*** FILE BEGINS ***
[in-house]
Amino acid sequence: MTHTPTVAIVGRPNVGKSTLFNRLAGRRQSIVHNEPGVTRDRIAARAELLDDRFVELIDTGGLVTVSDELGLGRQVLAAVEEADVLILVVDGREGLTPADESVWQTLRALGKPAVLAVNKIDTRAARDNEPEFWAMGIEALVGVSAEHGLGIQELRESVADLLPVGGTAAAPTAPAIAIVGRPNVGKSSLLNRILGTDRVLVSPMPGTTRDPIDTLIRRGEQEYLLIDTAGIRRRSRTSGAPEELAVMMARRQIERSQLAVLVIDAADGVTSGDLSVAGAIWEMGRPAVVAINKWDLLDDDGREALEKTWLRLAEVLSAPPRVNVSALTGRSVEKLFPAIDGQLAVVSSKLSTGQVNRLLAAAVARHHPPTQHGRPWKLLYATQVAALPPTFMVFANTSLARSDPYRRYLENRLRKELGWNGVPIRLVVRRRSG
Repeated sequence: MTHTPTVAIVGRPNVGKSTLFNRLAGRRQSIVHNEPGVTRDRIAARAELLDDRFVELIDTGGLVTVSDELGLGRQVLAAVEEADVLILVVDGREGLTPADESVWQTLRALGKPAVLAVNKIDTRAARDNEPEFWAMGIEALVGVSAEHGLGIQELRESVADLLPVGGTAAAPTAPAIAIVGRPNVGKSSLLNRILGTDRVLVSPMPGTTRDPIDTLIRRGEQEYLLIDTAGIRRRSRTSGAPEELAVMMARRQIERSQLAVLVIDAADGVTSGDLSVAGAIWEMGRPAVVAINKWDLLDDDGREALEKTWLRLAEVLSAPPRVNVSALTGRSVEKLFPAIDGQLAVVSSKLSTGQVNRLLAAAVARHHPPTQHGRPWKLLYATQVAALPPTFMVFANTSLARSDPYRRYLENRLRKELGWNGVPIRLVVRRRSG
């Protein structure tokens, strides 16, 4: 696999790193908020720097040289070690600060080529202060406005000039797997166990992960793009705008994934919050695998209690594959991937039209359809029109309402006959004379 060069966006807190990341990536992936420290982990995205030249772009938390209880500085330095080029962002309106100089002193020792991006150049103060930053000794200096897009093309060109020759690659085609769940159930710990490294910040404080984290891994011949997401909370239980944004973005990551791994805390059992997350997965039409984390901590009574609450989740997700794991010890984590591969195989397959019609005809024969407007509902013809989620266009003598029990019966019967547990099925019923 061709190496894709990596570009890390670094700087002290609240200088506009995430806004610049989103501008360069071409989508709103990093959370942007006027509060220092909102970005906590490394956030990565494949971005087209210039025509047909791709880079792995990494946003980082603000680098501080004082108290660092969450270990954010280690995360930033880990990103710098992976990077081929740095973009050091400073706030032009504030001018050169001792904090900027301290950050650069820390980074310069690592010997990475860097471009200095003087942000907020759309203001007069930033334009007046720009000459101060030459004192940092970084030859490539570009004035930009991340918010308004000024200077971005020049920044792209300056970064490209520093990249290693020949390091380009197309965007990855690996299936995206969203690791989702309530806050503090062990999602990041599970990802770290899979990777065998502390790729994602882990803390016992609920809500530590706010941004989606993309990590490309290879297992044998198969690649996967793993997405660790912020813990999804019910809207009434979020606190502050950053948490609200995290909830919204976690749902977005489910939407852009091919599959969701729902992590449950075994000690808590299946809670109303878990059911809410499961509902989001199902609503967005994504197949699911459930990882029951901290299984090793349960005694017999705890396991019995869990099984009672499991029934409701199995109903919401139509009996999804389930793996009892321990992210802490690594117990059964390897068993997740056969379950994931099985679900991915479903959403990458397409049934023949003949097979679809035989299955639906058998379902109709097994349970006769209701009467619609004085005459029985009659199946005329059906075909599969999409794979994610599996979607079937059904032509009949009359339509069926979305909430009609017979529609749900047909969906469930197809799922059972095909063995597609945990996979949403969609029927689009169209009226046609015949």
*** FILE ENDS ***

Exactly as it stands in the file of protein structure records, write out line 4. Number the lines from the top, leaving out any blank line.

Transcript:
């Protein structure tokens, strides 16, 4: 696999790193908020720097040289070690600060080529202060406005000039797997166990992960793009705008994934919050695998209690594959991937039209359809029109309402006959004379 060069966006807190990341990536992936420290982990995205030249772009938390209880500085330095080029962002309106100089002193020792991006150049103060930053000794200096897009093309060109020759690659085609769940159930710990490294910040404080984290891994011949997401909370239980944004973005990551791994805390059992997350997965039409984390901590009574609450989740997700794991010890984590591969195989397959019609005809024969407007509902013809989620266009003598029990019966019967547990099925019923 061709190496894709990596570009890390670094700087002290609240200088506009995430806004610049989103501008360069071409989508709103990093959370942007006027509060220092909102970005906590490394956030990565494949971005087209210039025509047909791709880079792995990494946003980082603000680098501080004082108290660092969450270990954010280690995360930033880990990103710098992976990077081929740095973009050091400073706030032009504030001018050169001792904090900027301290950050650069820390980074310069690592010997990475860097471009200095003087942000907020759309203001007069930033334009007046720009000459101060030459004192940092970084030859490539570009004035930009991340918010308004000024200077971005020049920044792209300056970064490209520093990249290693020949390091380009197309965007990855690996299936995206969203690791989702309530806050503090062990999602990041599970990802770290899979990777065998502390790729994602882990803390016992609920809500530590706010941004989606993309990590490309290879297992044998198969690649996967793993997405660790912020813990999804019910809207009434979020606190502050950053948490609200995290909830919204976690749902977005489910939407852009091919599959969701729902992590449950075994000690808590299946809670109303878990059911809410499961509902989001199902609503967005994504197949699911459930990882029951901290299984090793349960005694017999705890396991019995869990099984009672499991029934409701199995109903919401139509009996999804389930793996009892321990992210802490690594117990059964390897068993997740056969379950994931099985679900991915479903959403990458397409049934023949003949097979679809035989299955639906058998379902109709097994349970006769209701009467619609004085005459029985009659199946005329059906075909599969999409794979994610599996979607079937059904032509009949009359339509069926979305909430009609017979529609749900047909969906469930197809799922059972095909063995597609945990996979949403969609029927689009169209009226046609015949």